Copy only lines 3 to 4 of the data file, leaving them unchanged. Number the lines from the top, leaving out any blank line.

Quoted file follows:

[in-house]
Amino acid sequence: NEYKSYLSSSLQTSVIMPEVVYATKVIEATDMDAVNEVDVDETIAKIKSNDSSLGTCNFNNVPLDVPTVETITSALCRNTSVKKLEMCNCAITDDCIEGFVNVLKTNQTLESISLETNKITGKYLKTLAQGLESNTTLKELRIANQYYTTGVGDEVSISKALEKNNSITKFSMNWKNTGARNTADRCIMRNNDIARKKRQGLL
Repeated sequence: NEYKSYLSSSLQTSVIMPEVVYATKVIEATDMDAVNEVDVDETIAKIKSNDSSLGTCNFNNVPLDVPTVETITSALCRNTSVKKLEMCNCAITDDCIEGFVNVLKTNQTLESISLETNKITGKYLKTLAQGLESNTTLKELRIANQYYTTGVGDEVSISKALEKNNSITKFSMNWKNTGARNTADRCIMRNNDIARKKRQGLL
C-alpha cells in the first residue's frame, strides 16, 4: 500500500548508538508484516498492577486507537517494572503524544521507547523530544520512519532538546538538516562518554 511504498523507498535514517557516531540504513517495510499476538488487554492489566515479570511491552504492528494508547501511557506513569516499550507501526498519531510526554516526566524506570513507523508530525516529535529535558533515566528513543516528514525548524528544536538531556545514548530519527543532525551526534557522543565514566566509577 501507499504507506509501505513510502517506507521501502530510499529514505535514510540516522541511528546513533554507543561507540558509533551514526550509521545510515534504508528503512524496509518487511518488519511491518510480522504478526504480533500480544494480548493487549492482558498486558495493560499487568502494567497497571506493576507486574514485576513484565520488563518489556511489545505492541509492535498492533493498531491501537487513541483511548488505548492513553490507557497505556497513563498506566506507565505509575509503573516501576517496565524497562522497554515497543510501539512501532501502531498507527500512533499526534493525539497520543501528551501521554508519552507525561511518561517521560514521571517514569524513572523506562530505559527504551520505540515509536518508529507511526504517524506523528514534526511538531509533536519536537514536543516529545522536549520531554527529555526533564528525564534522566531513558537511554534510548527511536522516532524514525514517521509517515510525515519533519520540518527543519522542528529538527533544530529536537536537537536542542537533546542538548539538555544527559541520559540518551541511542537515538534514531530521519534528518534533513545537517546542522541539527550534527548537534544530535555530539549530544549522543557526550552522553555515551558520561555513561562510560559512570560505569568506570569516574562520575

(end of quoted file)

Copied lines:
Repeated sequence: NEYKSYLSSSLQTSVIMPEVVYATKVIEATDMDAVNEVDVDETIAKIKSNDSSLGTCNFNNVPLDVPTVETITSALCRNTSVKKLEMCNCAITDDCIEGFVNVLKTNQTLESISLETNKITGKYLKTLAQGLESNTTLKELRIANQYYTTGVGDEVSISKALEKNNSITKFSMNWKNTGARNTADRCIMRNNDIARKKRQGLL
C-alpha cells in the first residue's frame, strides 16, 4: 500500500548508538508484516498492577486507537517494572503524544521507547523530544520512519532538546538538516562518554 511504498523507498535514517557516531540504513517495510499476538488487554492489566515479570511491552504492528494508547501511557506513569516499550507501526498519531510526554516526566524506570513507523508530525516529535529535558533515566528513543516528514525548524528544536538531556545514548530519527543532525551526534557522543565514566566509577 501507499504507506509501505513510502517506507521501502530510499529514505535514510540516522541511528546513533554507543561507540558509533551514526550509521545510515534504508528503512524496509518487511518488519511491518510480522504478526504480533500480544494480548493487549492482558498486558495493560499487568502494567497497571506493576507486574514485576513484565520488563518489556511489545505492541509492535498492533493498531491501537487513541483511548488505548492513553490507557497505556497513563498506566506507565505509575509503573516501576517496565524497562522497554515497543510501539512501532501502531498507527500512533499526534493525539497520543501528551501521554508519552507525561511518561517521560514521571517514569524513572523506562530505559527504551520505540515509536518508529507511526504517524506523528514534526511538531509533536519536537514536543516529545522536549520531554527529555526533564528525564534522566531513558537511554534510548527511536522516532524514525514517521509517515510525515519533519520540518527543519522542528529538527533544530529536537536537537536542542537533546542538548539538555544527559541520559540518551541511542537515538534514531530521519534528518534533513545537517546542522541539527550534527548537534544530535555530539549530544549522543557526550552522553555515551558520561555513561562510560559512570560505569568506570569516574562520575